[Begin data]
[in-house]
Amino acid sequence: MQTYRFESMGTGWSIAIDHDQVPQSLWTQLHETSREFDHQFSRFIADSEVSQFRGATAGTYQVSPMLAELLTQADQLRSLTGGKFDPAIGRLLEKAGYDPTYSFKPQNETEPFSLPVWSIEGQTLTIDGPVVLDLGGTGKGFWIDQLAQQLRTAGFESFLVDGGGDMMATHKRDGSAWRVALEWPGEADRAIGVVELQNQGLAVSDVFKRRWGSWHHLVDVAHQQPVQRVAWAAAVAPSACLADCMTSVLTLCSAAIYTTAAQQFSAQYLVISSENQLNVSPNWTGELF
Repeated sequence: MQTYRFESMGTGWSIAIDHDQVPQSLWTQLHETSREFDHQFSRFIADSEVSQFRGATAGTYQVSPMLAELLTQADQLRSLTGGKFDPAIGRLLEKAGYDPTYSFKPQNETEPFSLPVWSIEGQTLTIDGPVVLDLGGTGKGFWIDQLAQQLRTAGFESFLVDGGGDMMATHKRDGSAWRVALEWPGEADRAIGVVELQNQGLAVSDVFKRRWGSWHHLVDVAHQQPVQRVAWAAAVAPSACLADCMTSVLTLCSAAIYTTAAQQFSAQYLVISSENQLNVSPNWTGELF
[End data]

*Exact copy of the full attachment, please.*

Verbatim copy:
[in-house]
Amino acid sequence: MQTYRFESMGTGWSIAIDHDQVPQSLWTQLHETSREFDHQFSRFIADSEVSQFRGATAGTYQVSPMLAELLTQADQLRSLTGGKFDPAIGRLLEKAGYDPTYSFKPQNETEPFSLPVWSIEGQTLTIDGPVVLDLGGTGKGFWIDQLAQQLRTAGFESFLVDGGGDMMATHKRDGSAWRVALEWPGEADRAIGVVELQNQGLAVSDVFKRRWGSWHHLVDVAHQQPVQRVAWAAAVAPSACLADCMTSVLTLCSAAIYTTAAQQFSAQYLVISSENQLNVSPNWTGELF
Repeated sequence: MQTYRFESMGTGWSIAIDHDQVPQSLWTQLHETSREFDHQFSRFIADSEVSQFRGATAGTYQVSPMLAELLTQADQLRSLTGGKFDPAIGRLLEKAGYDPTYSFKPQNETEPFSLPVWSIEGQTLTIDGPVVLDLGGTGKGFWIDQLAQQLRTAGFESFLVDGGGDMMATHKRDGSAWRVALEWPGEADRAIGVVELQNQGLAVSDVFKRRWGSWHHLVDVAHQQPVQRVAWAAAVAPSACLADCMTSVLTLCSAAIYTTAAQQFSAQYLVISSENQLNVSPNWTGELF